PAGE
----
By Kofi M. G. W. Opantiri
“Tim” and “George,” in their responses to Shayna Han’s article,“Leadership in Diversity Council Convenes,” have inadvertently provided Union with a significant teachable moment. The sensitive, fair-minded and informed responses to them on the Concordiensis website should be an opening salvo in a much larger effort by the college to aggressively pursue an agenda of free speech truth-telling that beats back the kinds of hateful, wrong-headed perspectives expressed by these two gentlemen.
Over the course of generations, America has steadfastly refused to have the kind of dialogue on race that can lead to a genuine post-racial society. That reluctance provides much fertile soil for the kinds of beliefs shared by “Tim” and “George.” At its core, a genuine dialogue on race promotes the eradication of white supremacy racism (if such a thing is possible). It is an ongoing, penetrating, national soul-searching endeavor occurring in a broad range of venues, media and form over the course of years, if not generations, that:
• uncovers the full extent to which white supremacy racism infects the American Dream
• uncovers the full extent to which racism accounts for the accumulation of the wealth and power enjoyed by the nation today
• uncovers the full extent of the harm done to the victims of racism and
• seeks just solutions to the problems uncovered.
The eradication of racism in this country requires that this nation get accustomed to not always seeing itself as the cowboy wearing the white hat. More often than most Americans care to know, America has played the role of the other cowboy. A real dialogue on race recognizes that “the Western arrogance of feeling that it has everything to teach others and nothing to learn from them is not just,” as observed by Dr. Martin Luther King, Jr. in his April 4, 1967 speech “Beyond Vietnam.”
Critical to such dialogue is American society at large learning to do what recently-deceased Charles Colson learned: “I used to look at life from the top looking down, but from prison you look at life from the underside, and you see people hurting and suffering. It changed my whole perspective.”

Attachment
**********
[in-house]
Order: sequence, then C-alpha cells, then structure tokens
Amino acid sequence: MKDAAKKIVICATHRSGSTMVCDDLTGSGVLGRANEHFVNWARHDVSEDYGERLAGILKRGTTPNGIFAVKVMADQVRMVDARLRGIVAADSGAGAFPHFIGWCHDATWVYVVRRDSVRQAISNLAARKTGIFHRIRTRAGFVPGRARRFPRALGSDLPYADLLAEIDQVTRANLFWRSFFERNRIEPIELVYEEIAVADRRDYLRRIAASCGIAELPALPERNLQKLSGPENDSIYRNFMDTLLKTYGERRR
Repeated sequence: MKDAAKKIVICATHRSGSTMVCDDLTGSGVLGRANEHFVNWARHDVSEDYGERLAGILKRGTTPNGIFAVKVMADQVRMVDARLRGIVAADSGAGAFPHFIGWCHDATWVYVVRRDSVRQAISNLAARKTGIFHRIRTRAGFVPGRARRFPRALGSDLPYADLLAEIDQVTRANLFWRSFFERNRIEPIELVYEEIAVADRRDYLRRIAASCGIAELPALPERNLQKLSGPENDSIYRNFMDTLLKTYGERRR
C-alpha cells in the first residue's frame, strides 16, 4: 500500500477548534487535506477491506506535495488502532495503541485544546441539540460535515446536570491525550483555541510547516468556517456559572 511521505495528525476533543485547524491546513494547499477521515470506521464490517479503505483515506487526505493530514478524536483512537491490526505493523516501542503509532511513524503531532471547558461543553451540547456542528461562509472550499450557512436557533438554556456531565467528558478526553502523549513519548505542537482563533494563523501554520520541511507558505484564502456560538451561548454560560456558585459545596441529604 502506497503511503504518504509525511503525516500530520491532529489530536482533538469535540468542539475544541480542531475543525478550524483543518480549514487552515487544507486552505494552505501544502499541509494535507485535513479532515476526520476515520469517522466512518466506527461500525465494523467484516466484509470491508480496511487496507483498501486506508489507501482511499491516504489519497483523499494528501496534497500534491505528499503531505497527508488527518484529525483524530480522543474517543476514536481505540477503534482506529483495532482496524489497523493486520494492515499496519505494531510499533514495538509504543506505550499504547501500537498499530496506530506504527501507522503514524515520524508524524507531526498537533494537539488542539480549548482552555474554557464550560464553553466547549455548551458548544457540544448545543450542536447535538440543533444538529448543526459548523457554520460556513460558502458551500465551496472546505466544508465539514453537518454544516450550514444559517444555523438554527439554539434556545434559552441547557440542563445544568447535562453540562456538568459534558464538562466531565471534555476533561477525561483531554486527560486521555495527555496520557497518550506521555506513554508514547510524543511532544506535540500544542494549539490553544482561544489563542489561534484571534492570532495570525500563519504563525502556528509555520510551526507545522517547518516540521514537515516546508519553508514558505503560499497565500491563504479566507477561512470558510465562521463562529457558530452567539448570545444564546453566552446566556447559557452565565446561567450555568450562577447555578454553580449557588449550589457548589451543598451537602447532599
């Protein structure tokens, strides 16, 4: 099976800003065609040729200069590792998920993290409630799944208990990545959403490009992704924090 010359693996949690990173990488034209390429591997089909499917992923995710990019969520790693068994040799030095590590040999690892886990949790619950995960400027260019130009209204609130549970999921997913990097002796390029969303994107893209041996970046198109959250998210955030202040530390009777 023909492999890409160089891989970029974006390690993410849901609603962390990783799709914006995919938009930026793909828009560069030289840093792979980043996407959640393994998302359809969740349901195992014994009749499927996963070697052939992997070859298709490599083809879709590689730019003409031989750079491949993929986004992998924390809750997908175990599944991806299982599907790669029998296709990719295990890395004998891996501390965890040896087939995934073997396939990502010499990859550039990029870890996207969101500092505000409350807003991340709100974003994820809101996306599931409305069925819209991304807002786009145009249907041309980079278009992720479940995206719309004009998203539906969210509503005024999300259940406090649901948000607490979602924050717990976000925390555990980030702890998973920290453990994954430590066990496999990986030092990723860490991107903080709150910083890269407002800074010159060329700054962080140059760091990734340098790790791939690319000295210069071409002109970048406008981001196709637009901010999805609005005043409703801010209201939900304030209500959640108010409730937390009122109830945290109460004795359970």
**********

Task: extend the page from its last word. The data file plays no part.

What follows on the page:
A genuine dialogue on race will necessarily bring about a great deal of discomfort to the white community, but the African-American community, too, will not be spared from the dialogue’s piercing spotlights:
• How is it that African-American children generally learn the N-word from other black people rather than from racist white people?
• How much truth exists in the claim by The Honorable Elijah Muhammad that “black people buy what they want then beg for what they need?”
• Why do black children taking the doll test today still choose the white doll as the nicer doll, the one with the nicer color and the black doll as the one that looks bad, just as black children did when the test was first devised by Dr. Mamie and Dr. Kenneth Clark over 70 years ago?
• Why is it that observations from a variety of black leaders and thinkers over the course of generations (and even President Ronald Reagan) regarding how a dollar coming into the black community changes hands only once before leaving the community has yet to motivate African-American en masse to change that reality so that a dollar coming into the community changes many hands before leaving?
As troubling as they are, ideas such as those expressed by “Tim” and “George” are not cause for shutting people up but are instead clarion calls for an as yet unprecedented dialogue on race in America in which Union should be greatly involved.